So how do group buying sites such as Groupon work?

For the uninitiated, Groupon send a daily email round to their list of 50 million subscribers in 35 countries offering discounts (essentially acting as a broker) with local businesses including shops, restaurants, beauty salons and gyms. Consumers are encouraged and incentivised (typically £6 per referral) to share the daily deals – typically expiring that same day – on social networks. Once enough people sign up the deal is announced as ‘on’ and becomes live. The notion is that of impulse buying combined with social buying power – and it clearly works.

What do businesses gain from participating with such websites?

Exposure and awareness. The deals they offer on behalf of local businesses appear to be an easy, relatively low-risk way to make new customers aware of products and services – particularly beneficial for a small business. A restaurant owner for example could entice new customers with 50% off a main meal and only give customers the option of a fixed price rather than a la carte menu, therefore perhaps enticing them back to return and pay full price.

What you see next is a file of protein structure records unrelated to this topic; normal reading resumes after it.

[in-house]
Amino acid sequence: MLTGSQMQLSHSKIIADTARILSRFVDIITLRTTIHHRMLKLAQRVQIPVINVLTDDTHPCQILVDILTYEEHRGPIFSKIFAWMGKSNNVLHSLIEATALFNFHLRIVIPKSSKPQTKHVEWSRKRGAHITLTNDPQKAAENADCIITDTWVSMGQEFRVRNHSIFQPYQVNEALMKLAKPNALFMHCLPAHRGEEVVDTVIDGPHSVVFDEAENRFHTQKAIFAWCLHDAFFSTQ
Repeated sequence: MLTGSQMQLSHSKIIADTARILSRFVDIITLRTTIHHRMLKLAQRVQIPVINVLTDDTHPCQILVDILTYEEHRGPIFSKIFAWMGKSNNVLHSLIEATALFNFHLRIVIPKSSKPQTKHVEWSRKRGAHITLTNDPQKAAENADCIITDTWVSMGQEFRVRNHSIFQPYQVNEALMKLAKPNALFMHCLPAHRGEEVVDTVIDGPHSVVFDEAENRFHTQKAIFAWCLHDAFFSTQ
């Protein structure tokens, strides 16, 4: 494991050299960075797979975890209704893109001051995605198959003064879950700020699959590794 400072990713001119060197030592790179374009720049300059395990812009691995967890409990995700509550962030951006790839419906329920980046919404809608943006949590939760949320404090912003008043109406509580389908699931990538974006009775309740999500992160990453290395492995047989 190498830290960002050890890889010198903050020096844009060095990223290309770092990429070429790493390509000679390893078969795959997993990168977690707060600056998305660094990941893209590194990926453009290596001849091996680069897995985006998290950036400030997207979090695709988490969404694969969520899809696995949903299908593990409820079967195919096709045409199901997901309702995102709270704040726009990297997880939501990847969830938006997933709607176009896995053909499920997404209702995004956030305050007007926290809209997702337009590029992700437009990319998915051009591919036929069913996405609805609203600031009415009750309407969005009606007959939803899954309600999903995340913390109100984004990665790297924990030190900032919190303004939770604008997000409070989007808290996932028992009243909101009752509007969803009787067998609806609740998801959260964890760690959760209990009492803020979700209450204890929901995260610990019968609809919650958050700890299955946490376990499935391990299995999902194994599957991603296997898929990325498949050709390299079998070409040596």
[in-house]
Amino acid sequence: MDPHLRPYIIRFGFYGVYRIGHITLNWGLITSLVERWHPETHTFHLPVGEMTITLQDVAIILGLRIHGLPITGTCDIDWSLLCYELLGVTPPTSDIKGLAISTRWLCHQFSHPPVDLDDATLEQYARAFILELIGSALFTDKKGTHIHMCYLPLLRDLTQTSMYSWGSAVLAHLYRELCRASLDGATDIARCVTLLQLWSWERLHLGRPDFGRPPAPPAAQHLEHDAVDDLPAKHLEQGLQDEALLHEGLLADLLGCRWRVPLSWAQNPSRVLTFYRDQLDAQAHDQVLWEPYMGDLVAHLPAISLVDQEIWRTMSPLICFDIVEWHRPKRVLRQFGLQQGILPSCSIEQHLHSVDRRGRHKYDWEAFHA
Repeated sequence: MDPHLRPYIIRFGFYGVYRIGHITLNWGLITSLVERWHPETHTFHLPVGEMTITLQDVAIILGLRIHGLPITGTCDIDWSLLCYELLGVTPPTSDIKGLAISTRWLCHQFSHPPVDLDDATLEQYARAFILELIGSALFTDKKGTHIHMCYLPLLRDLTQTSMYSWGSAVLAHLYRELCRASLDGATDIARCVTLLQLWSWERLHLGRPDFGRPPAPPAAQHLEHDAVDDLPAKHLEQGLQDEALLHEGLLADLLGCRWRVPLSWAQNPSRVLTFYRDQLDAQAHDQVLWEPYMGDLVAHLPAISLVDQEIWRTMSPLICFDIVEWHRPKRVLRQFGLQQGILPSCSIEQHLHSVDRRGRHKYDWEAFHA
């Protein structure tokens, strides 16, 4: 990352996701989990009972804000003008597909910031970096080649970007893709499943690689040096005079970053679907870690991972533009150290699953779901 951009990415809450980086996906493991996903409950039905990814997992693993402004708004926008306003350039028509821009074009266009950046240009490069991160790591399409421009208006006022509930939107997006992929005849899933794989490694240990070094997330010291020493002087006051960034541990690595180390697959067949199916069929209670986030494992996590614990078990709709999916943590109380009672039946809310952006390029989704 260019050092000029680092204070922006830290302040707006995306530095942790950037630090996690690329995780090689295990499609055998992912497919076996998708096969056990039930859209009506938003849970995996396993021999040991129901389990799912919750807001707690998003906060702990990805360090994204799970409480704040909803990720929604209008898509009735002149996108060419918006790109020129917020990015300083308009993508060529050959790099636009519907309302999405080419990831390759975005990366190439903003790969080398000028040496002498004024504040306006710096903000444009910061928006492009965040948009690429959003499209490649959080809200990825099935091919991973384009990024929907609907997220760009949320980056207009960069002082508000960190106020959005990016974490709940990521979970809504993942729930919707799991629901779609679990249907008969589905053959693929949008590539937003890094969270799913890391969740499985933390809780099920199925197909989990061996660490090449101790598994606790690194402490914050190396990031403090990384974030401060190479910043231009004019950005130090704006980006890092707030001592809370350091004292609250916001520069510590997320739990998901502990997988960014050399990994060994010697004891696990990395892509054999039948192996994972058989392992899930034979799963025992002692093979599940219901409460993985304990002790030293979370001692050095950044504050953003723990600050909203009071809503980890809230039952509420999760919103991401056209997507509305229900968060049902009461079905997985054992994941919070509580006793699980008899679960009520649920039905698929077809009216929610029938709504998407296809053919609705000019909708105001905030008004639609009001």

Since responses can be tracked, there is also the fact that responses to Groupon ads can clearly be measured for effectiveness which is a benefit for businesses in terms of assessing ROI.

What is it group buying websites do so well?

From my own experiences as a subscriber to Groupon for the past four weeks, three areas have stood out:

1. Building strong relationships with demographically targeted subscribers

Being a marketer myself I quickly assessed the diversity of offers available and to me the core target is the 18 to mid 30s urbanites. These are young people who are perhaps yet to find their ‘rhythm’ in life and are typically individuals and groups who are most willing to try new things out with friends, and are willing to spend. The emails are targeted at their demographic so save them the time having to find deals themselves.  It’s not that these people are not marketed to already – I’m one myself – it’s just a far more effective way of marketing directly to them.

2. A focus on the short-lived nature of deals and excitement

Groupon’s advertising copy is well written and enticing and the offers make it clear that they are short-lived. For the serial procrastinators amongst us (and those looking for something to do on an evening!) this is a very effective call to action as the deals typically last just 24 hours.